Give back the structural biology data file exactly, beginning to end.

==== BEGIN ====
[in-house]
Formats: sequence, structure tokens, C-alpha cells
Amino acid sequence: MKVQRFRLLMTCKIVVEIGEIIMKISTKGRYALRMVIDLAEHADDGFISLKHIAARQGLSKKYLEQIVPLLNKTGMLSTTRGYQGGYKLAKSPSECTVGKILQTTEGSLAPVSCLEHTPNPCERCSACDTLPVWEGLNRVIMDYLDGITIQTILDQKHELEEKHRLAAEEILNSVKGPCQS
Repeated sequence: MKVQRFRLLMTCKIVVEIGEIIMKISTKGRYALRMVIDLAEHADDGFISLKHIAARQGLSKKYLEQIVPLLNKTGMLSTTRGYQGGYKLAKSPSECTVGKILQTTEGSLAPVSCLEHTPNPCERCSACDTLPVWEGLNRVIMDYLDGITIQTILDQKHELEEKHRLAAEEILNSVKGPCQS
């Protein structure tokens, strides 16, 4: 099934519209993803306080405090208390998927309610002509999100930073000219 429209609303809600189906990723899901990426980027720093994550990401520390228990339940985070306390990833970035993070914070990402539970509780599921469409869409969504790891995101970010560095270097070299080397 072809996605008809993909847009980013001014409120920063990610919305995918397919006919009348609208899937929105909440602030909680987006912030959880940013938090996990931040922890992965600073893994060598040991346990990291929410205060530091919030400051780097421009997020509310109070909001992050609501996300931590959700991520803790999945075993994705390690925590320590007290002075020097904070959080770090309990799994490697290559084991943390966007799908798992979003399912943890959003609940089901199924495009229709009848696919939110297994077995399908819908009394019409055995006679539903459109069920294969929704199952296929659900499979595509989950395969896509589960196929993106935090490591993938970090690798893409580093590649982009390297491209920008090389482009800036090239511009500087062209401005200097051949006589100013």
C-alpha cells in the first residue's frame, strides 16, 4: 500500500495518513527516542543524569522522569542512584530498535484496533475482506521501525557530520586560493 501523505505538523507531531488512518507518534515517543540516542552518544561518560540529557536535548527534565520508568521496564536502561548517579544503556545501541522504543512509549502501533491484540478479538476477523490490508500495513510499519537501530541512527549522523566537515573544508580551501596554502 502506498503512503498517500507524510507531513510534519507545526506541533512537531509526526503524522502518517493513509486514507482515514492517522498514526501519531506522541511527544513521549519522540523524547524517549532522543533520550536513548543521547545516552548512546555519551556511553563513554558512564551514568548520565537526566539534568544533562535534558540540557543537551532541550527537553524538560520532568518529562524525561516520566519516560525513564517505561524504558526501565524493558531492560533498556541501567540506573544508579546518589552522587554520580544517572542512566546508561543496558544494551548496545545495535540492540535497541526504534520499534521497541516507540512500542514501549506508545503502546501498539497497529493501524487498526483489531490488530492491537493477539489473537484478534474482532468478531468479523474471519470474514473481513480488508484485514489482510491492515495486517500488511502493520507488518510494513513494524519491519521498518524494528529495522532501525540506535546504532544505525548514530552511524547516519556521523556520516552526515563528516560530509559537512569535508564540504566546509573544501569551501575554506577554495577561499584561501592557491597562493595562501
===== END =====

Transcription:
[in-house]
Formats: sequence, structure tokens, C-alpha cells
Amino acid sequence: MKVQRFRLLMTCKIVVEIGEIIMKISTKGRYALRMVIDLAEHADDGFISLKHIAARQGLSKKYLEQIVPLLNKTGMLSTTRGYQGGYKLAKSPSECTVGKILQTTEGSLAPVSCLEHTPNPCERCSACDTLPVWEGLNRVIMDYLDGITIQTILDQKHELEEKHRLAAEEILNSVKGPCQS
Repeated sequence: MKVQRFRLLMTCKIVVEIGEIIMKISTKGRYALRMVIDLAEHADDGFISLKHIAARQGLSKKYLEQIVPLLNKTGMLSTTRGYQGGYKLAKSPSECTVGKILQTTEGSLAPVSCLEHTPNPCERCSACDTLPVWEGLNRVIMDYLDGITIQTILDQKHELEEKHRLAAEEILNSVKGPCQS
């Protein structure tokens, strides 16, 4: 099934519209993803306080405090208390998927309610002509999100930073000219 429209609303809600189906990723899901990426980027720093994550990401520390228990339940985070306390990833970035993070914070990402539970509780599921469409869409969504790891995101970010560095270097070299080397 072809996605008809993909847009980013001014409120920063990610919305995918397919006919009348609208899937929105909440602030909680987006912030959880940013938090996990931040922890992965600073893994060598040991346990990291929410205060530091919030400051780097421009997020509310109070909001992050609501996300931590959700991520803790999945075993994705390690925590320590007290002075020097904070959080770090309990799994490697290559084991943390966007799908798992979003399912943890959003609940089901199924495009229709009848696919939110297994077995399908819908009394019409055995006679539903459109069920294969929704199952296929659900499979595509989950395969896509589960196929993106935090490591993938970090690798893409580093590649982009390297491209920008090389482009800036090239511009500087062209401005200097051949006589100013």
C-alpha cells in the first residue's frame, strides 16, 4: 500500500495518513527516542543524569522522569542512584530498535484496533475482506521501525557530520586560493 501523505505538523507531531488512518507518534515517543540516542552518544561518560540529557536535548527534565520508568521496564536502561548517579544503556545501541522504543512509549502501533491484540478479538476477523490490508500495513510499519537501530541512527549522523566537515573544508580551501596554502 502506498503512503498517500507524510507531513510534519507545526506541533512537531509526526503524522502518517493513509486514507482515514492517522498514526501519531506522541511527544513521549519522540523524547524517549532522543533520550536513548543521547545516552548512546555519551556511553563513554558512564551514568548520565537526566539534568544533562535534558540540557543537551532541550527537553524538560520532568518529562524525561516520566519516560525513564517505561524504558526501565524493558531492560533498556541501567540506573544508579546518589552522587554520580544517572542512566546508561543496558544494551548496545545495535540492540535497541526504534520499534521497541516507540512500542514501549506508545503502546501498539497497529493501524487498526483489531490488530492491537493477539489473537484478534474482532468478531468479523474471519470474514473481513480488508484485514489482510491492515495486517500488511502493520507488518510494513513494524519491519521498518524494528529495522532501525540506535546504532544505525548514530552511524547516519556521523556520516552526515563528516560530509559537512569535508564540504566546509573544501569551501575554506577554495577561499584561501592557491597562493595562501